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Mass. 3-D printer makers recovering after a terrible year

A 3-D printer creates a face shield at Waltham company Markforged, which saw its stock price crumble in 2022, alongside rival Desktop Metal.Erin Clark/Globe Staff

After a year of plunging stock prices, a pair of Massachusetts 3-D printing companies are looking to rebound in 2023.

Shares of Markforged, headquartered in Waltham, dropped 78 percent last year, and Desktop Metal in Burlington lost 73 percent.

The stock price crash followed disappointment that the companies haven’t been pulling in the revenues they projected when they announced mergers with special purpose acquisition corporations and went public over the past few years.

Back in a February 2021 presentation, Markforged forecast its sales this year would hit $226 million. And in an August 2020 filing, Desktop Metal said it would take in $329 million in 2023.


Now, however, Markforged is on track for sales of about $117 million this year, according to the most recent analyst estimates, and Desktop Metal will garner $240 million.

But despite the disappointments, both companies continued to improve their printing technologies last year. Markforged added the ability to print items out of a rubber-like material dubbed “Smooth TPU 95A” and introduced simulation software to help customers with their designs. It also expanded its metal printing capabilities by acquiring Swedish company Digital Metal for $40 million.

3D-printed metal parts are displayed at Desktop Metal's Burlington headquarters on Sept. 2, 2020. Lane Turner/Globe Staff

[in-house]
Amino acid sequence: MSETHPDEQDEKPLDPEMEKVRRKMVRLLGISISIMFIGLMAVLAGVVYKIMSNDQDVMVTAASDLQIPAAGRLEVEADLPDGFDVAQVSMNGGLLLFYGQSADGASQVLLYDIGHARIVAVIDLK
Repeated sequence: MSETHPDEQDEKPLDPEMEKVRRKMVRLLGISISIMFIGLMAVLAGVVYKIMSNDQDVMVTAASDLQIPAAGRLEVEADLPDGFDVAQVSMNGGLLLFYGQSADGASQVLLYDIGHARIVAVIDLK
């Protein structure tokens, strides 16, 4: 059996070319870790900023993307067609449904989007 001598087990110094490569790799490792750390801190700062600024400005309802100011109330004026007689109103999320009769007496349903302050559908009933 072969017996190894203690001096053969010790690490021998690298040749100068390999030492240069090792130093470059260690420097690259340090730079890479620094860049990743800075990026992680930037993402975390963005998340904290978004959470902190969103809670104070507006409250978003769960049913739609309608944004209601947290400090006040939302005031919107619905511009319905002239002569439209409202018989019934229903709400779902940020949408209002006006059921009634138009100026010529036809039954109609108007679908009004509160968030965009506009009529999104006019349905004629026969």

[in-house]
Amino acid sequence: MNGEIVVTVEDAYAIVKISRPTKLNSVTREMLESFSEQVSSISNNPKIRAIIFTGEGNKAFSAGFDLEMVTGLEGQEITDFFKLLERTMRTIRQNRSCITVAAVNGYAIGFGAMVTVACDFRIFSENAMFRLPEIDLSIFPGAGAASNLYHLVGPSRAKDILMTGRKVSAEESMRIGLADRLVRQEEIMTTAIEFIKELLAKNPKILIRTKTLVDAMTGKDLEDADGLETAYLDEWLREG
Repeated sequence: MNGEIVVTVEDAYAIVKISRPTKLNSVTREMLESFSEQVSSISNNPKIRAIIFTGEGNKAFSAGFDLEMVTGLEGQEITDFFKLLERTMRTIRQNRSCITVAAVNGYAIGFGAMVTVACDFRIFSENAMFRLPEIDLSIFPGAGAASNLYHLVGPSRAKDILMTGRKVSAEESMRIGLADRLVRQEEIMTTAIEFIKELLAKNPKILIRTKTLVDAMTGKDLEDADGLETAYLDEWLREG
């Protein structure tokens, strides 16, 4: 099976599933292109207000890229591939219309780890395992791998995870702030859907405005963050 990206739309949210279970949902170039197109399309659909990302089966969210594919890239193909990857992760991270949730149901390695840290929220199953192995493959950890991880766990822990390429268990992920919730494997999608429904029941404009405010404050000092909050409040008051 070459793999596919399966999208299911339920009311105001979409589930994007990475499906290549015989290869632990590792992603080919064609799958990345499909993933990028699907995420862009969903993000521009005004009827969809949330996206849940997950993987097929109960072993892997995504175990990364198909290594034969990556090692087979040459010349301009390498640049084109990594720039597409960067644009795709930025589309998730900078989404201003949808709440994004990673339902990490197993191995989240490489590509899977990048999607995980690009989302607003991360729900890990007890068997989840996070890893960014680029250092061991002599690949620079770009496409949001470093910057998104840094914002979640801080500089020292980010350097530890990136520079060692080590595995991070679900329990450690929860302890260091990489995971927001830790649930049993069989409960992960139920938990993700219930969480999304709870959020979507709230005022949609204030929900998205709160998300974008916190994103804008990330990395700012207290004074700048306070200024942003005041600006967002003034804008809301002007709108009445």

Meanwhile, Desktop Metal introduced a system for high-speed printing of wooden items and expanded its growing dental printing business after getting clearance from the Food and Drug Administration for a new resin. And it starts shipping customers its new $500,000 sheet metal printer this ‌year.

“The industry has made impressive strides over the past five years with significant improvements in print quality, speed, machine reliability, and overall capabilities,” said analyst Noelle Dilts at Stifel. “The continuing progress has been dramatic.”

Both stocks got an unexpected boost this month after Markforged filed a plan to compensate its senior executives if there was a change of control of the company. On Wall Street, that set off speculation that a merger might be in the works. Markforged declined to comment, and no deals have been announced.


But the sector could be ripe for consolidation after 2022′s tumbling stock prices. Markforged’s stock market value stands at less than $250 million, down from over $2 billion in 2021. And Desktop Metal’s market cap of around $500 million is down from close to $4 billion in 2021.

“We do think you’ll see consolidation over time,” Dilts said. “This is an incredibly fragmented industry.”

The market for 3-D printing may not have taken off as quickly as investors hoped, but the improvements in the printing processes, which bring costs down and open up new product areas, continue to impress venture capitalist Zack Smotherman, general partner at Battery Ventures in Boston. Battery so far has focused on investing in startups that could use 3-D printing technology rather than in 3-D printer makers.

“The market opportunity if this is adopted in a meaningful way could be really substantial,” said Smotherman, who focuses on industrial technology and life science tool startups. “I think there’s still a lot of room to run.”

Aaron Pressman can be reached at Follow him @ampressman.